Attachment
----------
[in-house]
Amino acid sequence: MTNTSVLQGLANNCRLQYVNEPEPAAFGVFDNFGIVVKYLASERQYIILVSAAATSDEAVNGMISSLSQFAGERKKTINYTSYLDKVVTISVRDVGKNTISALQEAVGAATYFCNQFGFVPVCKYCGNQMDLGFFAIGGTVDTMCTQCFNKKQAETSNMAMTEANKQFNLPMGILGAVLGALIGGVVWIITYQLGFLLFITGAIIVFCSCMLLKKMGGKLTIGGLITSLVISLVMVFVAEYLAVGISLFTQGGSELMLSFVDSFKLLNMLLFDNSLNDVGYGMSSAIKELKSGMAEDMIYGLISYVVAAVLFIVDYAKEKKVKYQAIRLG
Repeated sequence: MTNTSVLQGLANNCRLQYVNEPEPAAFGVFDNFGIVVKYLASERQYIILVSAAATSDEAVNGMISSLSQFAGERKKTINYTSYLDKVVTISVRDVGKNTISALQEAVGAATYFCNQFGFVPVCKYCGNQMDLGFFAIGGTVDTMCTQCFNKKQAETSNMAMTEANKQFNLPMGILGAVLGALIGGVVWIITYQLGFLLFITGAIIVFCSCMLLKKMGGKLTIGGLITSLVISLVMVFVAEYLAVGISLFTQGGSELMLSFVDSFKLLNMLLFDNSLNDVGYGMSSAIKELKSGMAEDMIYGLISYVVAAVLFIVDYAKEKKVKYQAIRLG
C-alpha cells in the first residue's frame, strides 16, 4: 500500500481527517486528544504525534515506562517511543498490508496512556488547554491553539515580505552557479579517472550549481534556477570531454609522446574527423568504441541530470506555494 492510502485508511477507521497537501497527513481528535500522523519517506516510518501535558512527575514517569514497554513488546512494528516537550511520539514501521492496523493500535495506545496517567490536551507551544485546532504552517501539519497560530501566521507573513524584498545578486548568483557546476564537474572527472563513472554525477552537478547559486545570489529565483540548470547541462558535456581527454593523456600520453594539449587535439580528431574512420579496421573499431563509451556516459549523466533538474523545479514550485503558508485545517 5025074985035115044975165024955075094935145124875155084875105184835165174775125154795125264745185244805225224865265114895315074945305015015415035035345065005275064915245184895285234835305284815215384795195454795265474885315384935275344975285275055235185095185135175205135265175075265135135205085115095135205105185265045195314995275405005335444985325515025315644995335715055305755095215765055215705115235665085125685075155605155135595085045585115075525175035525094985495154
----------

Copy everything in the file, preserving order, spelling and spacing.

[in-house]
Amino acid sequence: MTNTSVLQGLANNCRLQYVNEPEPAAFGVFDNFGIVVKYLASERQYIILVSAAATSDEAVNGMISSLSQFAGERKKTINYTSYLDKVVTISVRDVGKNTISALQEAVGAATYFCNQFGFVPVCKYCGNQMDLGFFAIGGTVDTMCTQCFNKKQAETSNMAMTEANKQFNLPMGILGAVLGALIGGVVWIITYQLGFLLFITGAIIVFCSCMLLKKMGGKLTIGGLITSLVISLVMVFVAEYLAVGISLFTQGGSELMLSFVDSFKLLNMLLFDNSLNDVGYGMSSAIKELKSGMAEDMIYGLISYVVAAVLFIVDYAKEKKVKYQAIRLG
Repeated sequence: MTNTSVLQGLANNCRLQYVNEPEPAAFGVFDNFGIVVKYLASERQYIILVSAAATSDEAVNGMISSLSQFAGERKKTINYTSYLDKVVTISVRDVGKNTISALQEAVGAATYFCNQFGFVPVCKYCGNQMDLGFFAIGGTVDTMCTQCFNKKQAETSNMAMTEANKQFNLPMGILGAVLGALIGGVVWIITYQLGFLLFITGAIIVFCSCMLLKKMGGKLTIGGLITSLVISLVMVFVAEYLAVGISLFTQGGSELMLSFVDSFKLLNMLLFDNSLNDVGYGMSSAIKELKSGMAEDMIYGLISYVVAAVLFIVDYAKEKKVKYQAIRLG
C-alpha cells in the first residue's frame, strides 16, 4: 500500500481527517486528544504525534515506562517511543498490508496512556488547554491553539515580505552557479579517472550549481534556477570531454609522446574527423568504441541530470506555494 492510502485508511477507521497537501497527513481528535500522523519517506516510518501535558512527575514517569514497554513488546512494528516537550511520539514501521492496523493500535495506545496517567490536551507551544485546532504552517501539519497560530501566521507573513524584498545578486548568483557546476564537474572527472563513472554525477552537478547559486545570489529565483540548470547541462558535456581527454593523456600520453594539449587535439580528431574512420579496421573499431563509451556516459549523466533538474523545479514550485503558508485545517 5025074985035115044975165024955075094935145124875155084875105184835165174775125154795125264745185244805225224865265114895315074945305015015415035035345065005275064915245184895285234835305284815215384795195454795265474885315384935275344975285275055235185095185135175205135265175075265135135205085115095135205105185265045195314995275405005335444985325515025315644995335715055305755095215765055215705115235665085125685075155605155135595085045585115075525175035525094985495154